severiansola at hotmail.com
Tue Nov 26 13:23:53 PST 2013
>David Stockhoff: That all fits, with caveats. But Seawrack behaves as
>though she is no longer an eater of dead sailors. She reads much like
>other Wolfe characters who are "not themselves," though she remembers
>when she was herself. Why would/how could she love a human man?
Well, she was assigned to do so by her/The Mother/Goddess. We humans
think true love cannot be done on command. But perhaps this isn't so
for humaniform imitators. Perhaps, for them, the wish to do so is the
>Positing that she is even a demigodly mermaid does not quite explain
>Horn's longing for her. Why does she haunt Silkhorn---and what part of
>him does she haunt?
Great question! One I think Marc would have no trouble answering as he
feels Silkhorn is fully Silk by the end. I think he is still partially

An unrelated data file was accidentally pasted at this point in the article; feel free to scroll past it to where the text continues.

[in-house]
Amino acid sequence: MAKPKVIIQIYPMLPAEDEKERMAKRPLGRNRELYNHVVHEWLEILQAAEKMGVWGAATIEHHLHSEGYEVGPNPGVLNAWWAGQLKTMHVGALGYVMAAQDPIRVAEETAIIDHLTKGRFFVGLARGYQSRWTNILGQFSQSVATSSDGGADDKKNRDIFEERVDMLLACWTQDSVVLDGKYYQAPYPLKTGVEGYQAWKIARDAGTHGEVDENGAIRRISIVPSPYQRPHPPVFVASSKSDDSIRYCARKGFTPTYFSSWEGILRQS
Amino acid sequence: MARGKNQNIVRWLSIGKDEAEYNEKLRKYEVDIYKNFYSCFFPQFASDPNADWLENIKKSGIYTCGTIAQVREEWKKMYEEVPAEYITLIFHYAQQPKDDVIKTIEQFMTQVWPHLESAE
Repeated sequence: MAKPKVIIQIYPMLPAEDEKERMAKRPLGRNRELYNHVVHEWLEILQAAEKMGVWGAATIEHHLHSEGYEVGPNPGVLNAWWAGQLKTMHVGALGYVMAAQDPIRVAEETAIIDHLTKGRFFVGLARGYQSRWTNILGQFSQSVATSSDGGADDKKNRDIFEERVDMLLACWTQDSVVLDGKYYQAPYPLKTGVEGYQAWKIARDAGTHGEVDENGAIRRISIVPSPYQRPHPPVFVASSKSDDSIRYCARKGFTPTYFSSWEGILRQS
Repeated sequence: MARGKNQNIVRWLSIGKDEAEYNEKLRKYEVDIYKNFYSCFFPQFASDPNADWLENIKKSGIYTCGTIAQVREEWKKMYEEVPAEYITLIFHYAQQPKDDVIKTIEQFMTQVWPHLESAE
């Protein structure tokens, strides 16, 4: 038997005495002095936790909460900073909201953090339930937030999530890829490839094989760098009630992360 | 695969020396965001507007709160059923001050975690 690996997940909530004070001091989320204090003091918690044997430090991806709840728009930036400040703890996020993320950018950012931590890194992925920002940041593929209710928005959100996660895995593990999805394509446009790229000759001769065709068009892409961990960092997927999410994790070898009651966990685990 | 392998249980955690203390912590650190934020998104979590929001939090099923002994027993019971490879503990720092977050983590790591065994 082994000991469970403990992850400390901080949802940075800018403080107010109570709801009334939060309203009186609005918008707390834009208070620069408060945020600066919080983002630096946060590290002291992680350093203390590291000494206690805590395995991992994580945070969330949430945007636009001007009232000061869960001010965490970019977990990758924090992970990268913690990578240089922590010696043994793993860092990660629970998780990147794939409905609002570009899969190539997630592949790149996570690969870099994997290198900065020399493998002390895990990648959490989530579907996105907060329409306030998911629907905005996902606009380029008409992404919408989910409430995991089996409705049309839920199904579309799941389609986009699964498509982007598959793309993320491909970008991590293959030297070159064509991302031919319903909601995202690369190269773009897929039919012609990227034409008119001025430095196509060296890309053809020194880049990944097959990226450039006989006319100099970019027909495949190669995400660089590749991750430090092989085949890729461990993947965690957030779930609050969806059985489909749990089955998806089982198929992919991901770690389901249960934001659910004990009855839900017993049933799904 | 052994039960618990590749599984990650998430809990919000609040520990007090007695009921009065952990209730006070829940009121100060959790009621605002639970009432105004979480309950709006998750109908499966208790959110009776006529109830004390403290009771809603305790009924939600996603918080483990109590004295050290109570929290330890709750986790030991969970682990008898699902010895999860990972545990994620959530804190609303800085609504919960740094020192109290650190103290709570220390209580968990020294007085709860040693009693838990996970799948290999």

Horn but ties in nicely with Andrew's recent question and Dan'l's answer.
I think there is a small amount of Horn still left in SilkHorn for Seawrack
to attach to. But in regard to Andrew's question about what new love the
narrator will find to fulfill the prophecy, I agree with Dan'l.
It is Seawrack.
For the Silk part of silkHorn, she is a new love. Given her spiritual
connection to Hyacinth and Kypris (discussed in another post), I think
Silk can find much to love in Seawrack, physical differernces aside.
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